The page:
Florida's law allowing compensation for student athletes may be expanded
A measure filed Tuesday by a House Republican seeks to allow colleges, universities and their employees to steer endorsement opportunities toward student-athletes.
The bill (HB 99) was filed for the 2023 legislative session, which will begin in March.
The proposal would make a major change to Florida’s athlete-pay law, commonly known as a name, image and likeness law, which went into effect in July 2021.
Under the law, compensation for student-athletes “may only be provided by a third party unaffiliated with the intercollegiate athlete’s postsecondary educational institution.” Schools and employees, meanwhile, “may not compensate or cause compensation to be directed” to student-athletes. But the bill filed Tuesday would change that by allowing colleges, universities and employees to cause compensation to be directed to athletes.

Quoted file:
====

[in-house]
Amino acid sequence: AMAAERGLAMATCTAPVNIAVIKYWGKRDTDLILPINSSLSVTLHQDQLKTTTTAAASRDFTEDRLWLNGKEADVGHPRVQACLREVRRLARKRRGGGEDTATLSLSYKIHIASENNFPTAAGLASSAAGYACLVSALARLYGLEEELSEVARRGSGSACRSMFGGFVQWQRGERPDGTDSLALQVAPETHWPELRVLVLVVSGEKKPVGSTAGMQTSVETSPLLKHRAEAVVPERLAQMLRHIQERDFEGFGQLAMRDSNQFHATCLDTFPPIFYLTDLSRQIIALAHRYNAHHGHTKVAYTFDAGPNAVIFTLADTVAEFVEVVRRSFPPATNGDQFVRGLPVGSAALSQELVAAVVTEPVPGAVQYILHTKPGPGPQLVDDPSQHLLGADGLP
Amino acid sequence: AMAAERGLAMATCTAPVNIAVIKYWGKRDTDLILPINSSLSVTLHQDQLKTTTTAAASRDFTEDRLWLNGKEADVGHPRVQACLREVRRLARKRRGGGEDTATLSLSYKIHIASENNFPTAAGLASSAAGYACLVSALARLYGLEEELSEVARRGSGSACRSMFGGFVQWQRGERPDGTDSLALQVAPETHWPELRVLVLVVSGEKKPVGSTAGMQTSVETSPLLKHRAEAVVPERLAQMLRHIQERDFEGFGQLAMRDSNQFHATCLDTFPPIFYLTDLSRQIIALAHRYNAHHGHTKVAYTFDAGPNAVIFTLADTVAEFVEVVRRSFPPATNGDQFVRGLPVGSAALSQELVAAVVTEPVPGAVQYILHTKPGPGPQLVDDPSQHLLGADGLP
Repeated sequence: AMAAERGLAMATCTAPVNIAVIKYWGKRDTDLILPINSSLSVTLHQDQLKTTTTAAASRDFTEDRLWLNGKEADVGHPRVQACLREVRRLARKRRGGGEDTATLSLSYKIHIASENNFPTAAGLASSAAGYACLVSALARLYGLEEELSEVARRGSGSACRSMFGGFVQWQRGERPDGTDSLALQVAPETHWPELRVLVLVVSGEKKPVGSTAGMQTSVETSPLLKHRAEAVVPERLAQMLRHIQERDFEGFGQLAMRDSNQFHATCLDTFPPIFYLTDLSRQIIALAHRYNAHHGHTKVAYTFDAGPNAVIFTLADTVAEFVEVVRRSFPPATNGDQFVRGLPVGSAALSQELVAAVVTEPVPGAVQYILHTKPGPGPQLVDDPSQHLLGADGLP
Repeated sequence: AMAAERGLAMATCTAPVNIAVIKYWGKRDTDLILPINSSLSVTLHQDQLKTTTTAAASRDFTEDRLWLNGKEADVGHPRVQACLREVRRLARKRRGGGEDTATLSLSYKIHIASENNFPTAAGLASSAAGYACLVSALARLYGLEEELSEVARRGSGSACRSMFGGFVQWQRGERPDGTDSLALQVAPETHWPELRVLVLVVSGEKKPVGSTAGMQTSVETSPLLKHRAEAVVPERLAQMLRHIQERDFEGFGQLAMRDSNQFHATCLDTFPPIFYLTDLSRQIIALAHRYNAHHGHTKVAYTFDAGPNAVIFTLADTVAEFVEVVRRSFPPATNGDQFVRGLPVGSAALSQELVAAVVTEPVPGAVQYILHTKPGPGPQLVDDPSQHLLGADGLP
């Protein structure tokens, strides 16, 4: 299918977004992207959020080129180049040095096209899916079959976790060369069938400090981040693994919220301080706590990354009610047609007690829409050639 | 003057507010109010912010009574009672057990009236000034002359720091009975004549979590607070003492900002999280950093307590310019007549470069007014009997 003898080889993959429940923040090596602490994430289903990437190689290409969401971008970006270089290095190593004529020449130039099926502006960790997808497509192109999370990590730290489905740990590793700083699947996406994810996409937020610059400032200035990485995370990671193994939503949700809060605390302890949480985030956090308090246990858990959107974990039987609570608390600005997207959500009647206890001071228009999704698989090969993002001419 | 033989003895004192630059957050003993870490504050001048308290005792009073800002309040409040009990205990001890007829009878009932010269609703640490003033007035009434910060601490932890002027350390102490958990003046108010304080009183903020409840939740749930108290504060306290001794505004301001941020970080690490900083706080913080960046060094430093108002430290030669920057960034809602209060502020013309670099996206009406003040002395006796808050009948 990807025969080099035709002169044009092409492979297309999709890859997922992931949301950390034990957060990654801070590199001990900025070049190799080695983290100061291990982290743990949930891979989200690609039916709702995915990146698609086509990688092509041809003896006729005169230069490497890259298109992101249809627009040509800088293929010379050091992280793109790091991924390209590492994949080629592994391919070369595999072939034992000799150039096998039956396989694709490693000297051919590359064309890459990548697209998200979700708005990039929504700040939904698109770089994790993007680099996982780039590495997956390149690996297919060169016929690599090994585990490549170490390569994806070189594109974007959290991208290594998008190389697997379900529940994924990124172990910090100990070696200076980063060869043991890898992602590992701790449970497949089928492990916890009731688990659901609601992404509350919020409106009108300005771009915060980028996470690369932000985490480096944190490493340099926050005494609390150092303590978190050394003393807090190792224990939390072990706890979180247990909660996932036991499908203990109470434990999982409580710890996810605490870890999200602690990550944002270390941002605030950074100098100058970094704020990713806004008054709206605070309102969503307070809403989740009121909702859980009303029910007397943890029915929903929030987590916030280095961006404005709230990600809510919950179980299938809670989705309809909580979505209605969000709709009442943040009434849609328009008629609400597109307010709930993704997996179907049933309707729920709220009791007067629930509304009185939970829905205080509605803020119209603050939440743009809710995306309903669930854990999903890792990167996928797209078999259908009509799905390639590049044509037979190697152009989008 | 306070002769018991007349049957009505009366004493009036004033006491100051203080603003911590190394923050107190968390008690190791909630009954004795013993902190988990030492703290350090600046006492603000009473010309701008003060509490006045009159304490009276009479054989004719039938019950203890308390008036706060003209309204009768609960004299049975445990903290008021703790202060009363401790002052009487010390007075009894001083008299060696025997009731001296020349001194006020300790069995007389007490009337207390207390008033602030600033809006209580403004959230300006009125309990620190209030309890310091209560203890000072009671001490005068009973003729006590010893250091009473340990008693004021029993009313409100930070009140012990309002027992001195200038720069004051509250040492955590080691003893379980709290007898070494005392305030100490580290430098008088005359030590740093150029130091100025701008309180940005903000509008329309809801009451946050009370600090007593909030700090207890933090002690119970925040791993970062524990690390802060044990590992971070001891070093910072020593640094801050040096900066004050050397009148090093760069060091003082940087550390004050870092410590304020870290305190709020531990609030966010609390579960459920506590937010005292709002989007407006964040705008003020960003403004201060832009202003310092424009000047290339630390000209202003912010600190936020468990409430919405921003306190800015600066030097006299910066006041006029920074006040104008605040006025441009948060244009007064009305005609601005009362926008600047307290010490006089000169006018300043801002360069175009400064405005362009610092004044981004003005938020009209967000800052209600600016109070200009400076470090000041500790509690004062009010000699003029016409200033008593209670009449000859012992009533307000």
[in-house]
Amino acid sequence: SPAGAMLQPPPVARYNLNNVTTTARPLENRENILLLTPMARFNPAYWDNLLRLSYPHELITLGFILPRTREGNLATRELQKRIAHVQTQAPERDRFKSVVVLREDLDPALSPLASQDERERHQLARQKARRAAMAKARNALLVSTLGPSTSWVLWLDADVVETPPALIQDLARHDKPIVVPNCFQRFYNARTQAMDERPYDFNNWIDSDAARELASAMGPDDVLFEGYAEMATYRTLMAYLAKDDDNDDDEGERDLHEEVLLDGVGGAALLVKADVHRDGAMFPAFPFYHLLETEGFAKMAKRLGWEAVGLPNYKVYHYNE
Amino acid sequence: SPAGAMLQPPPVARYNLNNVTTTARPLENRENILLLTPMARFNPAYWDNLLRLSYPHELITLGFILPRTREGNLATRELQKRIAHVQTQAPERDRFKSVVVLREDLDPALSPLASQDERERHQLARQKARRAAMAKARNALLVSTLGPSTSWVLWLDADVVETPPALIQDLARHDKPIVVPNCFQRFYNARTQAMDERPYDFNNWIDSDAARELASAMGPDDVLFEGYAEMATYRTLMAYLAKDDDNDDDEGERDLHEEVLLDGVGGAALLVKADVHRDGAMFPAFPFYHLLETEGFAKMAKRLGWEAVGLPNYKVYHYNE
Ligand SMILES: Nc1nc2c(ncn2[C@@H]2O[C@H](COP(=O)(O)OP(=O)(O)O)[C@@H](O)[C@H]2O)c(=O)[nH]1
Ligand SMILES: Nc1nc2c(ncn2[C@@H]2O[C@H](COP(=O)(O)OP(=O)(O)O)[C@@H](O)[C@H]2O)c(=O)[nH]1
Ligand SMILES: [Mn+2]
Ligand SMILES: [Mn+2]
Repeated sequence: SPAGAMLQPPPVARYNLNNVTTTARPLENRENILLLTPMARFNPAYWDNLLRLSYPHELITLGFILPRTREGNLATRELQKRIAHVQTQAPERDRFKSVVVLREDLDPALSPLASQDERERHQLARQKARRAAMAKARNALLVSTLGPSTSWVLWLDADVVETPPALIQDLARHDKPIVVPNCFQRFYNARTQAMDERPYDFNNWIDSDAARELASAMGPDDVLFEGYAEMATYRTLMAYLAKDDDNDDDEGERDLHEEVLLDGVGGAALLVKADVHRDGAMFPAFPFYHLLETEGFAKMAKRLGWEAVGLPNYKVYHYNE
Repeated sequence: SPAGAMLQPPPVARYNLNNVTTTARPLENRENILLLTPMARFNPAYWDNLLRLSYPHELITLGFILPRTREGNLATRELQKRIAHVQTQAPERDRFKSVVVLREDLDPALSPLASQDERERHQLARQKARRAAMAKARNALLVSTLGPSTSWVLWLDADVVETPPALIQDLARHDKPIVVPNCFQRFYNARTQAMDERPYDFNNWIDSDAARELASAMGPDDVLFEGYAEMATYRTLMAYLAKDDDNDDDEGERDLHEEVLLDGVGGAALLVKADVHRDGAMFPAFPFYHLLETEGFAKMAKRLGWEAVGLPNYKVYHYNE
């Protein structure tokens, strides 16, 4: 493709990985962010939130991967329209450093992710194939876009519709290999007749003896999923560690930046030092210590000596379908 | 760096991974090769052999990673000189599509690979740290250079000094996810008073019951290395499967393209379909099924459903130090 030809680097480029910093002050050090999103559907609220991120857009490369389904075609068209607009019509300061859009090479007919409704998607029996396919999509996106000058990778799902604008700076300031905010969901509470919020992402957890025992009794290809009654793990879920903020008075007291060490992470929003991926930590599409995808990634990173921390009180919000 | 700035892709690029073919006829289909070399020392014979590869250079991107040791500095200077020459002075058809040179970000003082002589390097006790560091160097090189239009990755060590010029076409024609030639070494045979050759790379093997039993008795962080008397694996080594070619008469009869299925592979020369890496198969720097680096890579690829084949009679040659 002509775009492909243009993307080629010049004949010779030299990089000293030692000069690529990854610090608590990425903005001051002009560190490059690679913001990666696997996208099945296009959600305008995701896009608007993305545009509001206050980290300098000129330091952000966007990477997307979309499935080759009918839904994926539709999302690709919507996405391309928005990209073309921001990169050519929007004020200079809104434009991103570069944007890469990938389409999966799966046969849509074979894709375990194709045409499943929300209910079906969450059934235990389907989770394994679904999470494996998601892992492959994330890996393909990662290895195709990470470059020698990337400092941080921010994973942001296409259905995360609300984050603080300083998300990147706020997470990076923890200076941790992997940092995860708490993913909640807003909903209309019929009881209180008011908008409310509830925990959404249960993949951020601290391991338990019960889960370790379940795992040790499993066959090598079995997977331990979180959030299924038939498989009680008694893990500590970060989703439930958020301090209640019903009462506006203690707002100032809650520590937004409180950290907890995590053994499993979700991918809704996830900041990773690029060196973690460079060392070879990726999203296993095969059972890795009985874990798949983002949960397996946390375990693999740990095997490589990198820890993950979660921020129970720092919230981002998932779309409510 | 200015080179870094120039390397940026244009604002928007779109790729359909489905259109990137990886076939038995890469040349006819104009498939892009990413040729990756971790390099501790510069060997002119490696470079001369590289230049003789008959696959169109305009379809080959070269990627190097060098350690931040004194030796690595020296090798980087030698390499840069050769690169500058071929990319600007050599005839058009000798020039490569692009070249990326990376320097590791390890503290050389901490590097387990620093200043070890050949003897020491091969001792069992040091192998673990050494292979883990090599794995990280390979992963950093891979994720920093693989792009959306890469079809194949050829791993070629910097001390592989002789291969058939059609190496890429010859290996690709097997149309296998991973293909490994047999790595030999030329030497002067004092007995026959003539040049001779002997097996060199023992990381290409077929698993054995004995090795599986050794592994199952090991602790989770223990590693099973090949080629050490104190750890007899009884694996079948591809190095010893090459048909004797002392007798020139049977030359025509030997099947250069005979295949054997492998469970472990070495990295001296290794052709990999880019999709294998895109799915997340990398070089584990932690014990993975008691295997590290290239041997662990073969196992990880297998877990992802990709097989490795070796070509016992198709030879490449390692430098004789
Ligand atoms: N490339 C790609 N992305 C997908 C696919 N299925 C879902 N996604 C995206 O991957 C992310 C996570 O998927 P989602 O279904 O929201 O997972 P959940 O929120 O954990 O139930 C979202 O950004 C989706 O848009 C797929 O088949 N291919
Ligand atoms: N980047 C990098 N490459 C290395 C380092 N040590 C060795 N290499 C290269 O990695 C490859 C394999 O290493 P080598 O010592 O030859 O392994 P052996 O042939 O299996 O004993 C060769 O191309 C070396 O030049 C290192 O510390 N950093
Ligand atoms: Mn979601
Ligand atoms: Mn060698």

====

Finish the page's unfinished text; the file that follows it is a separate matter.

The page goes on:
The proposal also would make clear that coaches and other employees are not liable for “any damages to an intercollegiate athlete's ability to earn compensation for the use of her or his name, image, or likeness resulting from decisions and actions routinely taken in the course of intercollegiate athletics.”
Rep. Chip LaMarca, a Lighthouse Point Republican who filed the measure, was a sponsor of a 2020 bill that led to college athletes being able to get paid based on their names, images and likenesses.